[CGIAR] There is no food security without food safety. But every day, billions of people eat without knowing if their food will make them ill – or even kill them. The health burden of foodborne diseases is comparable to that of the ‘Big Three’ infectious diseases (malaria, HIV-AIDS, and tuberculosis), and the great majority of this burden is borne by those who can least afford it: poor people in low- and middle-income countries (LMICs) who rely on traditional food systems.
A 2015 study by the World Health Organization (WHO) estimated that 31 foodborne disease pathogens cause 600 million illnesses and 420,000 deaths globally every year, while another study (which CGIAR partnered) found food hazards and foodborne diseases cost LMICs a combined total of more than USD100 billion each year. But until recently, donor investments in improving food safety in these countries have been too low – and largely spent on problems that little benefit poor people’s health, as shown by CGIAR studies on development projects in Africa.
On this year’s World Food Safety Day, we share key insights from CGIAR’s approach, achievements, and aspirations for increasing food safety in LMICs.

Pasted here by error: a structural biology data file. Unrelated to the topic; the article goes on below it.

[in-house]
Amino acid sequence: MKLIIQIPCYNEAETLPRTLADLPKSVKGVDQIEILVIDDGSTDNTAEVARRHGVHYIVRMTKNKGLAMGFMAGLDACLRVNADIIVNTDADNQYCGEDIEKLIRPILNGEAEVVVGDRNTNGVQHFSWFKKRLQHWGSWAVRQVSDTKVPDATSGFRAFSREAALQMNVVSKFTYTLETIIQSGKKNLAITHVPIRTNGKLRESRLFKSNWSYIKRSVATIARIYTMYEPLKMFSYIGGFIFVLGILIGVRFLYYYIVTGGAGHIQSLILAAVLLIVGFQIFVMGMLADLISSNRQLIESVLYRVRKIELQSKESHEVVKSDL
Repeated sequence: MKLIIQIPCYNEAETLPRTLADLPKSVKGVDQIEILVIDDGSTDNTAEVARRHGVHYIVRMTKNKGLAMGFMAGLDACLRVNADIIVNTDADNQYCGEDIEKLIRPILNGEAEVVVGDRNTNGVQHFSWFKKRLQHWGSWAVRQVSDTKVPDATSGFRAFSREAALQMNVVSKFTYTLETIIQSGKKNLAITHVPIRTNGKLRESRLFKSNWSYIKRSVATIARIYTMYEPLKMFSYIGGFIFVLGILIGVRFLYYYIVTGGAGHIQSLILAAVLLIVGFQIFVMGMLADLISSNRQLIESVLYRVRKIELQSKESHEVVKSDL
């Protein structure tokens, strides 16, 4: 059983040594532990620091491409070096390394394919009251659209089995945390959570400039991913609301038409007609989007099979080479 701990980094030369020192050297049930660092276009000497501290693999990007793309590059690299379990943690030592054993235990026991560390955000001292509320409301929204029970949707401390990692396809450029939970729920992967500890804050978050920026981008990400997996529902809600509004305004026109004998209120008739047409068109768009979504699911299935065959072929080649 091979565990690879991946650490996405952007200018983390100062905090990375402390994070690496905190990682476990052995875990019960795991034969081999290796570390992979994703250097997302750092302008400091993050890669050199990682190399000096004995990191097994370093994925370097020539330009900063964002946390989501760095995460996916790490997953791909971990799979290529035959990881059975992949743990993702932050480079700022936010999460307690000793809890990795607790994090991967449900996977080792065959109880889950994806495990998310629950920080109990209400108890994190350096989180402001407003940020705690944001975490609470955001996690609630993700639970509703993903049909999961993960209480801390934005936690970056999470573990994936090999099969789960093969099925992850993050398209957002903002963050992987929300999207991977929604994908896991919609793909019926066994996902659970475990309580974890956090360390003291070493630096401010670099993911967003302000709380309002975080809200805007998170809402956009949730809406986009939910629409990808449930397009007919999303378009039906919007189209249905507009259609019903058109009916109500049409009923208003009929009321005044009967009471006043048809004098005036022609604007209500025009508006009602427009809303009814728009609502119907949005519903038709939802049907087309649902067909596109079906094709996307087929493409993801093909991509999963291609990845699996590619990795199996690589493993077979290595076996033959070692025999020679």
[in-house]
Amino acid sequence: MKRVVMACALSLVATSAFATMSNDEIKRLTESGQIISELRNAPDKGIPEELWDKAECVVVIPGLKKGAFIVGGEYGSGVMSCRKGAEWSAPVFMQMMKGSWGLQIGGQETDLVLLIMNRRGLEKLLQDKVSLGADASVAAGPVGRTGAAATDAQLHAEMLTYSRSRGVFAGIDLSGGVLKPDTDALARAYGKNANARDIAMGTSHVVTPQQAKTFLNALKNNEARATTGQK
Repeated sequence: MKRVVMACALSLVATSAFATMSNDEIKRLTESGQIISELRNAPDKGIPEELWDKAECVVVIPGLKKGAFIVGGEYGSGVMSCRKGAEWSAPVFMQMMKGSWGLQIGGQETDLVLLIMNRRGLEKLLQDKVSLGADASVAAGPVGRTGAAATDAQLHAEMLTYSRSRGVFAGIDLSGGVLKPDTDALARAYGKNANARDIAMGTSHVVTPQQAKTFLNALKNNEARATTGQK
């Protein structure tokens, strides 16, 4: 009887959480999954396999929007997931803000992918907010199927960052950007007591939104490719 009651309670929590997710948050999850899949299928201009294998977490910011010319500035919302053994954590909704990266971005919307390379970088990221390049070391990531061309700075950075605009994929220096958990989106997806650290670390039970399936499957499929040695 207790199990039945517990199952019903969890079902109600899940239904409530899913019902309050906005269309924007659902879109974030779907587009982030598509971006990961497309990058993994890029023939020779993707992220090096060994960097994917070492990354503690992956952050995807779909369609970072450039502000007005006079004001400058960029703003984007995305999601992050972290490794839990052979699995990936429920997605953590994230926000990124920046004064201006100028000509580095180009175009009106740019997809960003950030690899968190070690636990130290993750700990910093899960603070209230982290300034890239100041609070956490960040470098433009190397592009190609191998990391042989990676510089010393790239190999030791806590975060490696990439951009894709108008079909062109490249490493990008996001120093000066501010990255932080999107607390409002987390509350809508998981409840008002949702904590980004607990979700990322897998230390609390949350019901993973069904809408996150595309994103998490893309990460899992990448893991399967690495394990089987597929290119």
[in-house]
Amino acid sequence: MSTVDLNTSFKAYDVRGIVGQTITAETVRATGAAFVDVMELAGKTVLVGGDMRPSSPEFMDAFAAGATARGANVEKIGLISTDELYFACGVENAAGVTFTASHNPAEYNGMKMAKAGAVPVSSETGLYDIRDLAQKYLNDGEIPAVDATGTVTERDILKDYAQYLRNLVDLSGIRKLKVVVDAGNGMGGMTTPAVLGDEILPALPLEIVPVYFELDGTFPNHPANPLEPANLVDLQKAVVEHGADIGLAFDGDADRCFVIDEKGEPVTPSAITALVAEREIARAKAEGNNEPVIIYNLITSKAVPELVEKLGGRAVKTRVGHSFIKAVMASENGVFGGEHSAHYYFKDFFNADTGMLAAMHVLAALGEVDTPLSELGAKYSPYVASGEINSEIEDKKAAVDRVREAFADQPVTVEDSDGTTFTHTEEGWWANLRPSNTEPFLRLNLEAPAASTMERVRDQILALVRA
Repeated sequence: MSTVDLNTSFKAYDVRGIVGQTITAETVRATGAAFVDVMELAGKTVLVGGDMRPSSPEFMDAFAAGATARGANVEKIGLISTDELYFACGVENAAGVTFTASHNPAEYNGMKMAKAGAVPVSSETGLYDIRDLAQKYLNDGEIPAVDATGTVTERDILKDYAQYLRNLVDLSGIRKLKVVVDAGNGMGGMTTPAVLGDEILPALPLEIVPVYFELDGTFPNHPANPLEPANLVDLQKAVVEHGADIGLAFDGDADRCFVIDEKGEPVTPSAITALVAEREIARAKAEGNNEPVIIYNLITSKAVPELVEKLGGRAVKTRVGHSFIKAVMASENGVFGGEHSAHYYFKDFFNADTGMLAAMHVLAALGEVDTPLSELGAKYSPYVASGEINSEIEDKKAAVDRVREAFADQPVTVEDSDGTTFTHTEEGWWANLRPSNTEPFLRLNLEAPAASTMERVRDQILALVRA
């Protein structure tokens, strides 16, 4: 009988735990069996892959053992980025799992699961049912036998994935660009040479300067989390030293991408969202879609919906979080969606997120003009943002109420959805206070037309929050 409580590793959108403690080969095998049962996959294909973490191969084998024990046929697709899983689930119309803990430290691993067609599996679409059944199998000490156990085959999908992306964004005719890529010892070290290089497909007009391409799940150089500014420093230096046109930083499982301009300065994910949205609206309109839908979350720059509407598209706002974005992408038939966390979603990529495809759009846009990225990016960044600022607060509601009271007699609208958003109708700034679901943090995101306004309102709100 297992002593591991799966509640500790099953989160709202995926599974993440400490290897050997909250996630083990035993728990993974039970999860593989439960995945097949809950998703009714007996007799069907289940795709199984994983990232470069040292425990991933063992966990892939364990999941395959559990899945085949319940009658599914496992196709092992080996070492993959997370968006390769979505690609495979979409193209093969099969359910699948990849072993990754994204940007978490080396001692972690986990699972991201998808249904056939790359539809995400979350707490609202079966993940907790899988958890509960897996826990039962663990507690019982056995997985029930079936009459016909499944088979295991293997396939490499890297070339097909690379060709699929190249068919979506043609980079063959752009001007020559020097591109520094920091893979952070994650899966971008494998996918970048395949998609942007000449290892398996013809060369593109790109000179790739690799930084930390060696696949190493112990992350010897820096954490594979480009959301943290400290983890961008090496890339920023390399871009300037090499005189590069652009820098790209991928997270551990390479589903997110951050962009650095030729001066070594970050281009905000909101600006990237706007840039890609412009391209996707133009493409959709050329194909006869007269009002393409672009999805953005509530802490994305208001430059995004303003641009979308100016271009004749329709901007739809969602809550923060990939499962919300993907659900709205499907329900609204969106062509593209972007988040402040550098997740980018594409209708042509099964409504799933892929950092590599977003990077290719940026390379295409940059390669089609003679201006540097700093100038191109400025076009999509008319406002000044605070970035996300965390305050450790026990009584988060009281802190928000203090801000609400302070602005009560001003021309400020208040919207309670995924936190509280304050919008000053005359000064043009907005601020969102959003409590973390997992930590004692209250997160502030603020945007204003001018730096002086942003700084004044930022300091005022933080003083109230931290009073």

From research to action. CGIAR is the only global agricultural research center targeting hunger, poverty, and natural resources in developing countries. It was founded half a century ago, in response to fears that rapidly growing populations would result in mass famine. CGIAR catalyzed the Green Revolution, saving millions of lives. Currently, nearly half of the land sown with the world’s most-eaten foods is planted with varieties resulting from CGIAR research. However, dramatic changes in food production, a growing population, and the globalization that occurred alongside it as countries became more developed, also served to lengthen and complexify food systems – which in turn boosted rates of foodborne disease.